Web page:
Three ways to drive a romance reader nuts.

 

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In the course of my career, I’ve been guilty of a few of these I’m sure. The learning curve is steep and readers will let you know quickly if you’ve created the following:

1. Unlikable heroes. Yes, that amazing hero has to be flawed, of course, unlikeable in many ways, but the reader has to like SOMETHING about them. In the course of the novel they are going to grow and change, hopefully improve too, but right from the get go there has to be that intangible something that makes us want to keep reading.

2. Weak heroines. Modern romance readers are accomplished women, smart, savvy, self sufficient. They know better than to walk into dark, deserted warehouses with no cell phone after hearing a scream and a chainsaw starting up. Heroines can’t be the “tied to the railroad tracks waiting for rescue” kind of ladies. Readers won’t respect that.

3. Dead pets. Readers will forgive a lot, but not the tragic death of Fido or Pussy Cat. If you hurt a beloved pet, you’re going to GET MAIL. Same applies to birds, as I discovered early on my career. It’s not just a rule for mammals!

So what drives you nuts in books that you read? Kicking off the new year with January prize-a signed book and an ITunes gift card. 

Preorder Dana’s newest book, a rolicking romance. Here comes Tippy!  Sit, Stay, Love

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15 responses to this post.

  1. Posted by susanmsj on January 12, 2016 at 11:51 pm

    I agree with your first two, especially. I also like what Carrie said about miscommunication, although that is sometimes the conflict that drives the story. There are times when I want to shake or slap a character to make him/her get it together. Lol. Usually, though, they redeem themselves.
    I love reading your books and they haven’t seemed to fall into any of those categories. I guess I missed the one about the dog dying.

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  2. Maybe because I just read a book that did this: Nix repetitive and redundant inner dialogue. I have no problem with inner dialogue, but keep it necessary and original.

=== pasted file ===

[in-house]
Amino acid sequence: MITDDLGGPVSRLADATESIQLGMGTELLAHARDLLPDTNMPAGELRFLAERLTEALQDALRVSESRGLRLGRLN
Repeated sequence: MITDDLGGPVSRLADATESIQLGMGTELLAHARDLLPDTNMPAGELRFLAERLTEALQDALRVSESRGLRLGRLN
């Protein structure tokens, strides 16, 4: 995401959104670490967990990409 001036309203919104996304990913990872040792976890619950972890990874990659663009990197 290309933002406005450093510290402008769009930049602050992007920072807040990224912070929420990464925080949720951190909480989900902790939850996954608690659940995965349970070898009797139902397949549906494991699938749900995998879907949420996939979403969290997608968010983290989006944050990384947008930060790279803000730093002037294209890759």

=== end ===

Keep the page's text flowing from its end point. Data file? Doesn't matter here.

Another is “too perfect” dialogue and not using contractions. I’ve read a few stories where a writer has written their dialogue like it’s a post-grad dissertation. Writing like we truly speak keeps the story from sounding stilted.

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  3. Oh, I forgot. Congratulations on your upcoming book Sit, Stay, Love. Tippy looks like Baggy!! Also wanted to say that Sailing in Style was one of my favorite Heartwarming books. I still remember it fondly…so good.

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  4. As a reader said above, loose threads drive me nuts too. I find myself thinking “but what ever became of….?” I also hate it when a book starts out in one direction and I’m all excited and drawn in, and then veers off into a direction that loses my interest.
    I’m just finishing up a book where a dog died but even though it was sad I was okay with it because the dog was old. I guess I just looked at it from a realistic standpoint and it didn’t have a negative effect on my feelings about the book. I guess everyone’s different.

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  5. all of the ones you mentioned in your post… plus miscommunication that could be easily solved if they would just TALK TO EACH OTHER lol. 😉

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  6. I agree with all the above. Also, loose threads. Don’t mention that mysterious box in the attic in chapter 4 and never tell me what’s inside.

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  7. Posted by Suzan Michet on January 11, 2016 at 3:44 pm

    Inconsistencies in the story drive me crazy. Factual error also get me frustrated. And I totally agree with your first two as well Dana.

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  8. Misspellings, typos, and stupid mistakes drive me nuts in a book. I’ve been know to make a list of them to send to the author!

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